CH: I got on well with them, I never had a problem, apart from one night, we were on a raid and as always if I moved from my engineer position to where the- You had to operate the petrol cox, which were in the rest position, so I had to move, I would tell the pilot I was going back to change tanks. Now the Halifax had twelve petrol tanks, and you had a sequence, and we were on tanks five and six which were joined, which were big tanks and, I told him I was going back so what I was waiting for, I was waiting for four red lights to come up to tell me that the tank was empty, or the tanks on both sides were empty, and I would then close those levers and bring on the next levers with full tanks. Unfortunately, I fell asleep because it was so cold back there that I stuck the heating pipe up my flying harness which was nice and warm then, and also, we had been on a daylight raid earlier, and by the time we were debriefed and had a meal, and got taken back to our accommodation which was always outside the camp, we’d only had about four hours sleep when the police came and wakened up us again because we were on the night detail. Anyway, I’m enjoying my sleep and I hear this shouting down the earphones, ‘I’ve no petrol, I’ve no petrol’, but I don’t see what the pilot's problem was, we were at twenty-thousand feet anyway, so we had plenty time to remedy the situation. So, I closed tanks five and six both sides and opened tank number four either side, and within seconds he had his petrol, but he never forgave me for that, though he didn’t hold it against me, he gave me a bollocking but apart from that, it went off- That was about the only time we had a disagreement actually. In fact it went remarkably well because he landed once - We were on an air test, this aircraft had been serviced and we- It was our aircraft, so we took it for a short flight, and on the way back, in Yorkshire, the pilot decides to land [emphasis], and I said to him at the time, I said, ‘This is not our airfield’, ‘Yes it is, I know where we are.’ I said, ‘No it isn’t’ because each aircraft has its own- Each airfield had its own identification, and the one that was flashing wasn’t flashing Lisset. Anyway, we landed, and suddenly a jeep pulls up in front of us, a flight lieutenant gets out, comes to the aircraft, I go to the door, open it, he says, ‘What you doing here?’ I said, ‘We landed at the wrong air field.’ He said, ‘You’re dead right,’ He said, ‘Where are you from?’, So we said ‘Lisset,’ he said ‘Well you’re just over the road there’ [chuckles]. So, I mean that was how close we were, so he’d turned left instead of turning right, so anyway I told the pilot, so that sort of evened out my, misfortune for the, the petrol incident, but it was one of those things, I was tired [emphasis] and it was cold, and of course with sticking the hot air pipe up my flying harness got me nice and comfy.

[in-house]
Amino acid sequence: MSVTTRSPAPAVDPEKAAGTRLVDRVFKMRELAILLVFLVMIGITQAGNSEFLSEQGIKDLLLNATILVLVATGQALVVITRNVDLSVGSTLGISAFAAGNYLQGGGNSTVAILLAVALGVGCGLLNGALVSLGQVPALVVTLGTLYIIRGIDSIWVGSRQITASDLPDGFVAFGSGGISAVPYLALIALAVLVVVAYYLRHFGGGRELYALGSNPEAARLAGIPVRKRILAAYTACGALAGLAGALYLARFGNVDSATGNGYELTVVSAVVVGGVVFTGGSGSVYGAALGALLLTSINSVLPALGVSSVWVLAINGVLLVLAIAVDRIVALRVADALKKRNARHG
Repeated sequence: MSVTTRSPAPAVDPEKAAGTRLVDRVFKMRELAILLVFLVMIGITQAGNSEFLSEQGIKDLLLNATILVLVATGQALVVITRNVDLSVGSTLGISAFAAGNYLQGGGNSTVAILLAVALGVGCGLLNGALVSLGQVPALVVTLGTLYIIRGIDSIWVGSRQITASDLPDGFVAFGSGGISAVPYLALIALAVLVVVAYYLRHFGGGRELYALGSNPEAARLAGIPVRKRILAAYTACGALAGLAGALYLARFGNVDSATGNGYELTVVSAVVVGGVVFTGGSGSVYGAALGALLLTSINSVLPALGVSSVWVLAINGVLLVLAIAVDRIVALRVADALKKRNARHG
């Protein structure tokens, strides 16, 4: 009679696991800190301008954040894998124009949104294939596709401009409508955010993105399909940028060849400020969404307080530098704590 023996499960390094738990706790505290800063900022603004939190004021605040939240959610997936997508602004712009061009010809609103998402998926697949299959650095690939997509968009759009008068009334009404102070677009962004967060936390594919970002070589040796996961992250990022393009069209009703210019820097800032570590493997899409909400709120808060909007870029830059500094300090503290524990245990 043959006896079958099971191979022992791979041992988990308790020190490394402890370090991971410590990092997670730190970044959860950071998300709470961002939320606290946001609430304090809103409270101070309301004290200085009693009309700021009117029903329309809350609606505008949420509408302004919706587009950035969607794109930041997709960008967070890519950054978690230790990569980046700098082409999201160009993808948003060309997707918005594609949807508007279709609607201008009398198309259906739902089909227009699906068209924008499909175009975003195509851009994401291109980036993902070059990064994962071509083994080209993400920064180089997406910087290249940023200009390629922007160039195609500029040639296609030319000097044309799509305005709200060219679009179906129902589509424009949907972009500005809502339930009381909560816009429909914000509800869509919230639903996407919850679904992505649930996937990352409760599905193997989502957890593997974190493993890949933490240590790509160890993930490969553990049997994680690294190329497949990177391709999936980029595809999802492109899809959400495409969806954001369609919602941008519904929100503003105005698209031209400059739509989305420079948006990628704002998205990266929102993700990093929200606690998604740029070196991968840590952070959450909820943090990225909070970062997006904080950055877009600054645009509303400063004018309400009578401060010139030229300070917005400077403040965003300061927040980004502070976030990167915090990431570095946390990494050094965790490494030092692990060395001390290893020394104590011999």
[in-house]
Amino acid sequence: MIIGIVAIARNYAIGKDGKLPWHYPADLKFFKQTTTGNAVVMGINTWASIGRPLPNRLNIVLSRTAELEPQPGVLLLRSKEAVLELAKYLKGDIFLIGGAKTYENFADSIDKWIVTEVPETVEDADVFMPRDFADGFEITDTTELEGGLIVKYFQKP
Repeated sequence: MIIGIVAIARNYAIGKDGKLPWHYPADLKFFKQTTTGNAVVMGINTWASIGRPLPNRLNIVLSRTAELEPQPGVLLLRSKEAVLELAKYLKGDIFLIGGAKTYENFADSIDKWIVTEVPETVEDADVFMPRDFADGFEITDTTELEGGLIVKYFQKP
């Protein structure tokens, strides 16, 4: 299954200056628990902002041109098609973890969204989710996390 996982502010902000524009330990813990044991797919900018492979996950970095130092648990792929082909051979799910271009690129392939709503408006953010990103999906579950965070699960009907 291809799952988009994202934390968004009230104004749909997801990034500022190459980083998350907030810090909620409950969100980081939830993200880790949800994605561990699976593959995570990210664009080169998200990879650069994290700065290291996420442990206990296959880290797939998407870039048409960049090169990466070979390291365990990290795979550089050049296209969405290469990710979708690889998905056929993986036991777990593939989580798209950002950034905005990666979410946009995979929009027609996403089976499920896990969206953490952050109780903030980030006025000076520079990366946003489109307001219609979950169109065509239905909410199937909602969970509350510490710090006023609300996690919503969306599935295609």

JS: You- You mentioned as part of that, that your accommodation was off-base?